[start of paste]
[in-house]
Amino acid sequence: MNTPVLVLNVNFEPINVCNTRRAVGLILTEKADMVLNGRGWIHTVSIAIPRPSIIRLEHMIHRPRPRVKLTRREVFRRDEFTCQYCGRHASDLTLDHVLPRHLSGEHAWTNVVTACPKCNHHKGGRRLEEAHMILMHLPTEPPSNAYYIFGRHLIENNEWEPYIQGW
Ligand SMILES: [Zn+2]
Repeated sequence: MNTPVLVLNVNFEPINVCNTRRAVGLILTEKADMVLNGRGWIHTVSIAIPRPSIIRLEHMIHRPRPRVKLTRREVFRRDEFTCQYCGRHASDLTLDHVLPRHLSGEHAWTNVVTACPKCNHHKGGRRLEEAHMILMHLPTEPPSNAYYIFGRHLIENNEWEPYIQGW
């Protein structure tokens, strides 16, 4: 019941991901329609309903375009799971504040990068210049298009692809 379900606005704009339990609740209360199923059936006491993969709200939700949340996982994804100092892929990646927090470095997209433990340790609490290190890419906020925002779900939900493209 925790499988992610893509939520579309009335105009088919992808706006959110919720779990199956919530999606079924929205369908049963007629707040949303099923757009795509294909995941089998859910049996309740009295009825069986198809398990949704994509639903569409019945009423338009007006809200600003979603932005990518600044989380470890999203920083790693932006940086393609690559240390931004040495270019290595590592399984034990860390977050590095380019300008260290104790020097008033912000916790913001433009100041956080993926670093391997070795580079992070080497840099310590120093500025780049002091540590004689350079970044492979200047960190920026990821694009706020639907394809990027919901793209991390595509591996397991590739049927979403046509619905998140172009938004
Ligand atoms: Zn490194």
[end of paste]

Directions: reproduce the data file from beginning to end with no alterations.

[in-house]
Amino acid sequence: MNTPVLVLNVNFEPINVCNTRRAVGLILTEKADMVLNGRGWIHTVSIAIPRPSIIRLEHMIHRPRPRVKLTRREVFRRDEFTCQYCGRHASDLTLDHVLPRHLSGEHAWTNVVTACPKCNHHKGGRRLEEAHMILMHLPTEPPSNAYYIFGRHLIENNEWEPYIQGW
Ligand SMILES: [Zn+2]
Repeated sequence: MNTPVLVLNVNFEPINVCNTRRAVGLILTEKADMVLNGRGWIHTVSIAIPRPSIIRLEHMIHRPRPRVKLTRREVFRRDEFTCQYCGRHASDLTLDHVLPRHLSGEHAWTNVVTACPKCNHHKGGRRLEEAHMILMHLPTEPPSNAYYIFGRHLIENNEWEPYIQGW
């Protein structure tokens, strides 16, 4: 019941991901329609309903375009799971504040990068210049298009692809 379900606005704009339990609740209360199923059936006491993969709200939700949340996982994804100092892929990646927090470095997209433990340790609490290190890419906020925002779900939900493209 925790499988992610893509939520579309009335105009088919992808706006959110919720779990199956919530999606079924929205369908049963007629707040949303099923757009795509294909995941089998859910049996309740009295009825069986198809398990949704994509639903569409019945009423338009007006809200600003979603932005990518600044989380470890999203920083790693932006940086393609690559240390931004040495270019290595590592399984034990860390977050590095380019300008260290104790020097008033912000916790913001433009100041956080993926670093391997070795580079992070080497840099310590120093500025780049002091540590004689350079970044492979200047960190920026990821694009706020639907394809990027919901793209991390595509591996397991590739049927979403046509619905998140172009938004
Ligand atoms: Zn490194």